Of his greater works—“masterpieces that commanded attention”—the earliest was the “Aperçu Historique,” or “Historical View of the Origin and Development of Methods in Geometry,” which, says M. Bertrand, “under a title that is more than modest, remains the most learned, the most profound, the most original work that the history of science has ever inspired.” It was published in 1830, being an elaboration of a paper contributed several years before to the Royal Academy of Brussels, and was reprinted in 1875, with a preface, giving a short historical account of the book. It is, says Mr. Tucker, a perfect mine of geometrical facts, and is to the present day a high authority on the subject of which it treats.

The courses of lectures delivered by M. Chasles as Professor of Modern Geometry were embodied in 1852 in the “Traité de Géométrie supérieure,” or “Treatise on the Higher Geometry,” a work which, of late years scarce and high, has recently appeared in a second edition. This was followed by a sequel, a treatise on conic sections (“Traité des Sections Coniques, faisant suite au Traité de Géométrie supérieure,” the first volume of which appeared in 1865. The second volume has not been published, but the materials for it have been given from time to time in the “Comptes Rendus.”

In 1863 M. Chasles published his “Three Books on the Porisms of Euclid,” which was the origin of a short controversy with M. P. Breton. The question of attraction was presented to M. Chasles under several points of view, and gave occasion to a number of memoirs extending even to the consideration of the general problem of the attraction of a body of any form. Poinsot said of one of these papers that it offered a remarkable example of the elegance and light that geometry could shed on the most obscure and difficult questions; and M. Bertrand has said of them that they gave demonstrations and results admirable as models of elegance and generality.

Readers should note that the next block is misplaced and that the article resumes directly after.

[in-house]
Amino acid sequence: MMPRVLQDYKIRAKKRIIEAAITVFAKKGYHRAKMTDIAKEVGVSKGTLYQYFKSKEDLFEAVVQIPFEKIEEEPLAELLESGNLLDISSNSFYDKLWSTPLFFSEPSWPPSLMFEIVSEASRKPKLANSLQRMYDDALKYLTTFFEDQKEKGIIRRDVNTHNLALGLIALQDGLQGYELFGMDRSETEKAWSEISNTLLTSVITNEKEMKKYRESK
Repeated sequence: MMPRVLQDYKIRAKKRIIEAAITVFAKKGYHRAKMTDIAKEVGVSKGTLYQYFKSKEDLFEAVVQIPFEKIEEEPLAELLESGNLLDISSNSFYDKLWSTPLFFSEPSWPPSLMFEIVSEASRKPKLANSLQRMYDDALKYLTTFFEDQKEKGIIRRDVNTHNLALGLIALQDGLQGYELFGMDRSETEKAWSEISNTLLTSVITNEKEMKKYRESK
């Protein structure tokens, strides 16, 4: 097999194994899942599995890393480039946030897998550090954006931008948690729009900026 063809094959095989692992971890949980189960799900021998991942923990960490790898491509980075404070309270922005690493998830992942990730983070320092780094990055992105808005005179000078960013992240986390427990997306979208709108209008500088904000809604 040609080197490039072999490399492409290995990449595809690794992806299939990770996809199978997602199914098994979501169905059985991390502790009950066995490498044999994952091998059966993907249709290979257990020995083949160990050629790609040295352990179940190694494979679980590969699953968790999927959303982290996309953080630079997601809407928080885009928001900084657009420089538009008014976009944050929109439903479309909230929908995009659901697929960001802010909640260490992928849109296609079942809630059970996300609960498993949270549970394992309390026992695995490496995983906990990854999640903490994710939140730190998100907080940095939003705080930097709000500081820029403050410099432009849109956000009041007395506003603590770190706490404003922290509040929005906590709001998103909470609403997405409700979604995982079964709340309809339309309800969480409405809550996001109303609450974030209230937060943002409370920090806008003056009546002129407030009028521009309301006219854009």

M. Chasles gained notoriety a few years ago by his connection with a number of manuscripts and autographs purporting to be by distinguished men of the past, among them Galileo, Pascal, Sir Isaac Newton, and even Julius Cæsar and other Roman emperors and the apostles, which he bought of one Irène Lucas and which proved to be nearly all forgeries by that adventurer. Among them were some which claimed for Pascal the merit of Newton's most celebrated discoveries. M. Chasles earnestly defended the authenticity of the documents, of which he was fully and honestly convinced, and was sustained by some eminent members of the Academy, until Lucas was unmistakably shown to have fabricated them. Out of twenty-seven thousand papers which he bought, only about a hundred were genuine.

M. Bertrand, summing up the mathematical work of M. Chasles, says that more than once, without abandoning the geometric method, he “has shown with a rare felicity how all mathematical truths are connected by a close and mysterious bond. We owe to him, in one of the highest and most difficult theories of the integral calculus, elegant theorems admired by analysts; he has added to mechanics a chapter which has become classic on the displacement of solid bodies; he has found in the theory of attraction beautiful and general theorems which have revived the theory of static electricity. . . . All geometricians, without distinction of nationality or school, have bowed before this venerable old man; all have admired his inventive power, his fertility, which age seemed to rejuvenate; his ardor and his zeal continued into his latest days.”